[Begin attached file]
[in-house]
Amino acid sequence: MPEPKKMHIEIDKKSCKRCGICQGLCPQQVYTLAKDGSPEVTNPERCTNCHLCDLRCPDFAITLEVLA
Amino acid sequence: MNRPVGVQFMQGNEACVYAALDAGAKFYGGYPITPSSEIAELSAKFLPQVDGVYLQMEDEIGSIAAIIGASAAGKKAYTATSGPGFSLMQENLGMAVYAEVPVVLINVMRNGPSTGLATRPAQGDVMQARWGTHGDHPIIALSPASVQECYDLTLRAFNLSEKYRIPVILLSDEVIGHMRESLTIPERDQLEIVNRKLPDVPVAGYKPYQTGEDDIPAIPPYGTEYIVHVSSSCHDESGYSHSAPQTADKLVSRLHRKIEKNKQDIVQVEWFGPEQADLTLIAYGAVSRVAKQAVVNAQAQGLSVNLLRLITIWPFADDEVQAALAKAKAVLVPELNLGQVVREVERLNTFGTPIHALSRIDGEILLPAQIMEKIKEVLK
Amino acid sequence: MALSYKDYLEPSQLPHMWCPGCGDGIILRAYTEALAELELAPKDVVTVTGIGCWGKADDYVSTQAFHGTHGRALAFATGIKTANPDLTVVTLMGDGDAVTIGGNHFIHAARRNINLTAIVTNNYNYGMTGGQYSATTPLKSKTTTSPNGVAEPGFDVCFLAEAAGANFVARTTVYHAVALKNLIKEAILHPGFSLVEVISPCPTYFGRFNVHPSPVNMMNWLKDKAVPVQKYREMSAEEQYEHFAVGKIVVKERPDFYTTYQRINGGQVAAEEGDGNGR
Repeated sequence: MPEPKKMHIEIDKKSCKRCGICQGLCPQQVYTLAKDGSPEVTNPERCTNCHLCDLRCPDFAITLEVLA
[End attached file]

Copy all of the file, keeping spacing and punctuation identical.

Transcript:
[in-house]
Amino acid sequence: MPEPKKMHIEIDKKSCKRCGICQGLCPQQVYTLAKDGSPEVTNPERCTNCHLCDLRCPDFAITLEVLA
Amino acid sequence: MNRPVGVQFMQGNEACVYAALDAGAKFYGGYPITPSSEIAELSAKFLPQVDGVYLQMEDEIGSIAAIIGASAAGKKAYTATSGPGFSLMQENLGMAVYAEVPVVLINVMRNGPSTGLATRPAQGDVMQARWGTHGDHPIIALSPASVQECYDLTLRAFNLSEKYRIPVILLSDEVIGHMRESLTIPERDQLEIVNRKLPDVPVAGYKPYQTGEDDIPAIPPYGTEYIVHVSSSCHDESGYSHSAPQTADKLVSRLHRKIEKNKQDIVQVEWFGPEQADLTLIAYGAVSRVAKQAVVNAQAQGLSVNLLRLITIWPFADDEVQAALAKAKAVLVPELNLGQVVREVERLNTFGTPIHALSRIDGEILLPAQIMEKIKEVLK
Amino acid sequence: MALSYKDYLEPSQLPHMWCPGCGDGIILRAYTEALAELELAPKDVVTVTGIGCWGKADDYVSTQAFHGTHGRALAFATGIKTANPDLTVVTLMGDGDAVTIGGNHFIHAARRNINLTAIVTNNYNYGMTGGQYSATTPLKSKTTTSPNGVAEPGFDVCFLAEAAGANFVARTTVYHAVALKNLIKEAILHPGFSLVEVISPCPTYFGRFNVHPSPVNMMNWLKDKAVPVQKYREMSAEEQYEHFAVGKIVVKERPDFYTTYQRINGGQVAAEEGDGNGR
Repeated sequence: MPEPKKMHIEIDKKSCKRCGICQGLCPQQVYTLAKDGSPEVTNPERCTNCHLCDLRCPDFAITLEVLA